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Thought for the Day: I Made a Mistake and This is a Correction

I used to be shy about admitting mistakes in learning for fear that people would think that I am not a reliable source.  Just because I made little mistakes, I thought, shouldn't stop people from listening in general.  After all, continued my yeitzer hara, better for them to at least listen the to things I am right about about and the other things aren't really so bad.  As I have learned more and begun to really appreciate the depth and breadth of my ignorance, however, I am thrilled to have concrete examples of why you need to be an skeptical consumer.  I have enough problems with my own deficiencies in avodas HaShem, thank you.

Case in point, I reported in Thought for the Day: Some Things That Trump T'filla b'Tzibur, that the psak of the Mishna Brura is that if a person consistently comes late for davening that he should just daven in order; skipping, I erroneously reported, is only for the occasionally tardy.  A good friend challenged on on that statement.  I looked and looked in siman 52 (the laws of one who is late to davening but still before yishtabach) and couldn't find that p'sak again.  What the Mishna Brura does say over there is that even if one does not regularly daven with a minyan because he gets up too late,  but once in a while happens to get there near the end of p'sukei d'zimar, then by all means he should skip to get t'fila b'tzibur at least this time (s.k. 1).  I was not ready to retract, however, because many are the p'sak of the Mishna Brura that show up in odd nooks and crannies.  Besides, which, I knew I had seen that wording about not working except on an occasional basis.  And even more besides which, I am stubborn.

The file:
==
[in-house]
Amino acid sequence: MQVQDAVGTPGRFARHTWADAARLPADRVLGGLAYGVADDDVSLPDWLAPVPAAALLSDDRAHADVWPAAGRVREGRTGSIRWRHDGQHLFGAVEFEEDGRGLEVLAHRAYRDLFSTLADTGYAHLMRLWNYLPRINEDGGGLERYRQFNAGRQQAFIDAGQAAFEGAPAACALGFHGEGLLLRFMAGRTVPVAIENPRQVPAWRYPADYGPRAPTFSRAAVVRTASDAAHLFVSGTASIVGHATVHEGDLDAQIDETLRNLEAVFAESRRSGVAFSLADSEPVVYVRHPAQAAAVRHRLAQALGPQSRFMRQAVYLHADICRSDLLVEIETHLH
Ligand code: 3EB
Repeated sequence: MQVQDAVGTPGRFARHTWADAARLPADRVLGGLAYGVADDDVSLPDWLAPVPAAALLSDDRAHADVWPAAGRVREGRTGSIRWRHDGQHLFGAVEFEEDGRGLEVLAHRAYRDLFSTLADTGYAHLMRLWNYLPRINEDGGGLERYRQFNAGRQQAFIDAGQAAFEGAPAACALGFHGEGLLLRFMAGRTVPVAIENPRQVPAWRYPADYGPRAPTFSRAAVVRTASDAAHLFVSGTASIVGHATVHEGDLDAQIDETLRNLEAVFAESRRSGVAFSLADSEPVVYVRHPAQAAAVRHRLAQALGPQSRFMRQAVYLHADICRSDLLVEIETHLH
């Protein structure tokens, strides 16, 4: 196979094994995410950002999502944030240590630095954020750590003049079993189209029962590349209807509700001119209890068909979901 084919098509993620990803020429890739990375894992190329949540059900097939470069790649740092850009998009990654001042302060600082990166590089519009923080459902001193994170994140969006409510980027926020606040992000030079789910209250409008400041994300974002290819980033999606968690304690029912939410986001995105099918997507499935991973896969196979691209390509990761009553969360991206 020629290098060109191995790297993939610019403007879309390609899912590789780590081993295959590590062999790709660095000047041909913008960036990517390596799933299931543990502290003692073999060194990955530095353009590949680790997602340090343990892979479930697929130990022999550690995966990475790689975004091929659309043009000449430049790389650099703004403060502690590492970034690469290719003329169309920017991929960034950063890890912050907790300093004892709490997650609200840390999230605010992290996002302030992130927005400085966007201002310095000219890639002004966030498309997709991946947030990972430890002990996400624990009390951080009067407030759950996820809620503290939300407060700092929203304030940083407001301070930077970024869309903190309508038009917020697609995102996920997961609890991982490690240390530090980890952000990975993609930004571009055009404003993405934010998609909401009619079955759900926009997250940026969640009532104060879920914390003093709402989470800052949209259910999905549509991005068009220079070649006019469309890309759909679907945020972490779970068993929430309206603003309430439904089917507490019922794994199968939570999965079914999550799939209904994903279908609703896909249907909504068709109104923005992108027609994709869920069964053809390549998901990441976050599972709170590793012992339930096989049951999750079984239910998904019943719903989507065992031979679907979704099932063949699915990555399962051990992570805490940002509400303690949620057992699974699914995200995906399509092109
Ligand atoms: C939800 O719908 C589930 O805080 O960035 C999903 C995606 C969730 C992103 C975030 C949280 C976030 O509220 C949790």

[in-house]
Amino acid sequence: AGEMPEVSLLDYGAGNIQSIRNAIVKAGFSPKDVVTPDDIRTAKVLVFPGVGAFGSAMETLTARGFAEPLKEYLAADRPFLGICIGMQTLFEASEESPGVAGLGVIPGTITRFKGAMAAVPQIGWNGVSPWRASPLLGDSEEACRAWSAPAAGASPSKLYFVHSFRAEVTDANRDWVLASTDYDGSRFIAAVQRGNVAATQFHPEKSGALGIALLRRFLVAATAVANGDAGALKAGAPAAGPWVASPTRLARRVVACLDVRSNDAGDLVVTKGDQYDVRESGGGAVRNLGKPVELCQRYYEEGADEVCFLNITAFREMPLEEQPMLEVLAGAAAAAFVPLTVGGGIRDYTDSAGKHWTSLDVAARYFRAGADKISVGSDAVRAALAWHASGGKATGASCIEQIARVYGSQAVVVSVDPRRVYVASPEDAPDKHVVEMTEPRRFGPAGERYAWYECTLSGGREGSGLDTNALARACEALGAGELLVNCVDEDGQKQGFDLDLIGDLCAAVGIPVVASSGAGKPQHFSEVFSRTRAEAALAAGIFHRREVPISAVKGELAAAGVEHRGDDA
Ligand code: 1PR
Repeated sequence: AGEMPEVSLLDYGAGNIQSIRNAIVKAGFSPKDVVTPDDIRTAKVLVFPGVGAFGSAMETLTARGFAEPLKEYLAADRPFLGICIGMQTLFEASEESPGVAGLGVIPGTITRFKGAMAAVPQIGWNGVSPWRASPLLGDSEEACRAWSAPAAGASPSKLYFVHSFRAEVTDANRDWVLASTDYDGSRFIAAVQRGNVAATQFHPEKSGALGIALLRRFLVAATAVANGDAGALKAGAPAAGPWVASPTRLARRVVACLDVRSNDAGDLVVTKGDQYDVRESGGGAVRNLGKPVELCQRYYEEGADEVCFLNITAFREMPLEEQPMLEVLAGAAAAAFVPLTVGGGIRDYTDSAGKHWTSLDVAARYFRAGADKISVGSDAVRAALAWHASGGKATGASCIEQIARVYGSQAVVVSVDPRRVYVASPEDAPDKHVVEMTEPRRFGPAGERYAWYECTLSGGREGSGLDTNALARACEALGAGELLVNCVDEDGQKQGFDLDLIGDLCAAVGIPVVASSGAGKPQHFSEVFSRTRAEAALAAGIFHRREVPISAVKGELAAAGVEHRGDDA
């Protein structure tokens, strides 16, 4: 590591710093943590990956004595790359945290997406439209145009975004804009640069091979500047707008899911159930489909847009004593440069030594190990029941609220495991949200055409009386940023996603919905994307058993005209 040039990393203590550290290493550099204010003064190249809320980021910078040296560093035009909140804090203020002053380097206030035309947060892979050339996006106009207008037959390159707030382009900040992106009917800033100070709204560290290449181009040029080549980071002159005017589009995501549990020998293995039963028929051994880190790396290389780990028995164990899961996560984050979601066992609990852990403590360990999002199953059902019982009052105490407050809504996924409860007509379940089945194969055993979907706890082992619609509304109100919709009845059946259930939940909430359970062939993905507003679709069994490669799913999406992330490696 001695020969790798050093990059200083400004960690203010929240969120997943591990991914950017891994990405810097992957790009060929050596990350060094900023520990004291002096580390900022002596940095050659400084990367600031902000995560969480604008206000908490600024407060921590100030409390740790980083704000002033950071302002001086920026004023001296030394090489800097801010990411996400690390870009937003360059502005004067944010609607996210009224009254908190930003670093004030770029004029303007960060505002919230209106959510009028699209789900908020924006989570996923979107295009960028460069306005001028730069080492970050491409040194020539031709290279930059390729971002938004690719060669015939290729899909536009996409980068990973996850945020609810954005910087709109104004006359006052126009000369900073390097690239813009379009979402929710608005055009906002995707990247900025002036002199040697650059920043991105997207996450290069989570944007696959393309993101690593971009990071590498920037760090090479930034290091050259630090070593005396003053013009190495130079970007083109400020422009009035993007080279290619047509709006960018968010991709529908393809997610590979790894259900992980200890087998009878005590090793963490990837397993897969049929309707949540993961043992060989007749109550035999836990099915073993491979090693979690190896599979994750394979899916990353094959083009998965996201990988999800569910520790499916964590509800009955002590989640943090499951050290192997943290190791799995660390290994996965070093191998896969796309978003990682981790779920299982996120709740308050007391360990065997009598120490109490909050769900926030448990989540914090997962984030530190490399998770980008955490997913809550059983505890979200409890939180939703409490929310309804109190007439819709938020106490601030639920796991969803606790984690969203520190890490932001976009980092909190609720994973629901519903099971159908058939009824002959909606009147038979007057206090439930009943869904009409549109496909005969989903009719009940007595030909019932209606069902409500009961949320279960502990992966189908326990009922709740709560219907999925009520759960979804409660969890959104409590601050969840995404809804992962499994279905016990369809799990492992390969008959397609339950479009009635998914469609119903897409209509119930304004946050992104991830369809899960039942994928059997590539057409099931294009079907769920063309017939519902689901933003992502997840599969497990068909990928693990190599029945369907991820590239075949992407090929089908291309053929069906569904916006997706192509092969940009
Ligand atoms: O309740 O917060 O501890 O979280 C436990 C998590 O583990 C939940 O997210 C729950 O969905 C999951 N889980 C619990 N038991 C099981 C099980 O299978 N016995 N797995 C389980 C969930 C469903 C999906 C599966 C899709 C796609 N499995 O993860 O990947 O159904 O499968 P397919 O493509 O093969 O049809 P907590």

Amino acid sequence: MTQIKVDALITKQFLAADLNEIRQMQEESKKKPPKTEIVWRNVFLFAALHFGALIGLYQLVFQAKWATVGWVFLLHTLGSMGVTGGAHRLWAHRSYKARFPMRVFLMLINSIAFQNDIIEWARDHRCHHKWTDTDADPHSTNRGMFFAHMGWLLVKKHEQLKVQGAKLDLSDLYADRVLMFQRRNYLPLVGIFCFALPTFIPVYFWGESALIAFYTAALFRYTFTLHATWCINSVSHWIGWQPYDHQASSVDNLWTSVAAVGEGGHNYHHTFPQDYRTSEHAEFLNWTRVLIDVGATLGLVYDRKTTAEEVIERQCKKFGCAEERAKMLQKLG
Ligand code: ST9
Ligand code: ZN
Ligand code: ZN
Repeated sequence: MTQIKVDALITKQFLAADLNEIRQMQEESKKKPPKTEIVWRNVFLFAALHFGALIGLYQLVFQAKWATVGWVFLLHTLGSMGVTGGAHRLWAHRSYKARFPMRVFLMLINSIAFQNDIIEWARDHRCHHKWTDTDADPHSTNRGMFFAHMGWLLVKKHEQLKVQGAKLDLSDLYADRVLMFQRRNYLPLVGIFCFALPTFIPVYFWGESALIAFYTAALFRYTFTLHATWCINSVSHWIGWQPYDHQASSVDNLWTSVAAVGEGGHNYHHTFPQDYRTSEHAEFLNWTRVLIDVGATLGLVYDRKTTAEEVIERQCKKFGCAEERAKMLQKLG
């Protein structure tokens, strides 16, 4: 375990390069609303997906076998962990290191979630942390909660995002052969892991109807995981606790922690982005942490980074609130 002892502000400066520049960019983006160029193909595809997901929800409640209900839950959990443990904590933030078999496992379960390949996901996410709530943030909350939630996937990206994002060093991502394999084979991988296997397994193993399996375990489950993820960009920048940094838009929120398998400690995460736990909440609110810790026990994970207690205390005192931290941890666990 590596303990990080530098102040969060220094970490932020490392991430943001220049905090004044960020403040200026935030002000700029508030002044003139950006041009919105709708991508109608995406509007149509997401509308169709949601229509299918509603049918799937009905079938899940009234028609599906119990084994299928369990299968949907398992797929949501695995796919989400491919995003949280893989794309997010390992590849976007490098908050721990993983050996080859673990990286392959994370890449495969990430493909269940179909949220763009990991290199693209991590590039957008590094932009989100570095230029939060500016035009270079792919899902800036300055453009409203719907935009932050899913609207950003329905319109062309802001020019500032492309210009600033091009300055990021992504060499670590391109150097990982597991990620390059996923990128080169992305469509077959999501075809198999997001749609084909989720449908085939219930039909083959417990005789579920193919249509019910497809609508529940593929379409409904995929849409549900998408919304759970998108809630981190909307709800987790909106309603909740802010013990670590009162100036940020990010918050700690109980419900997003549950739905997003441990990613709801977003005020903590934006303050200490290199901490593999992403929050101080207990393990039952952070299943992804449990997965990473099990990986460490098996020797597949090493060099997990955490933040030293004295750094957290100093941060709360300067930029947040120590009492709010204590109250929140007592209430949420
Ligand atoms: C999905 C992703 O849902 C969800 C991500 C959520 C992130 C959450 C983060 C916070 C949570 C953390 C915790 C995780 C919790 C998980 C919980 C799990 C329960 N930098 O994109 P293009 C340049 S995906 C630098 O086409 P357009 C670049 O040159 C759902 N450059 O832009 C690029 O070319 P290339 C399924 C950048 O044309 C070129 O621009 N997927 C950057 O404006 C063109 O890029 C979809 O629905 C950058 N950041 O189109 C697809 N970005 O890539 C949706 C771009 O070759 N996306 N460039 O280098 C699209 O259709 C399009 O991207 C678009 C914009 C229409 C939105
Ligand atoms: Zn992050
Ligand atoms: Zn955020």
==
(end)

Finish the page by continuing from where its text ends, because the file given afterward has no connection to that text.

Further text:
I am happy to report that I was correct in remembering the wording.  It just happens to be in a different context.  Namely, how early can you say k'ri'as sh'ma.  In siman 59 (hilchos k'ri'as sh'ma), syef 4, the Shulchan Aruch says that one who recites k'ri'as sh'ma after alos hashachar has, after the fact, fulfilled his obligation.  On that the Mishna Brura (s.k 19) says this this is davka only occasionally, once a month or so, that one can be yotzei b'di'avad.  However, if a person regularly says k'ri'as sh'ma before the appropriate time, then even b'di'avad he has not fulfilled his obligation and must repeat.  Unless, the Mishna Brura, continues, it there is a constant pressing need ("sha'as d'chak" are the words he uses); in which case it is permissible, because what choice does he have?


I know I already sent out a TftD today, but I was uncertain if a thought for the day and a retraction for the day make for two thoughts or zero.  Surprisingly, I decided to be machmir.

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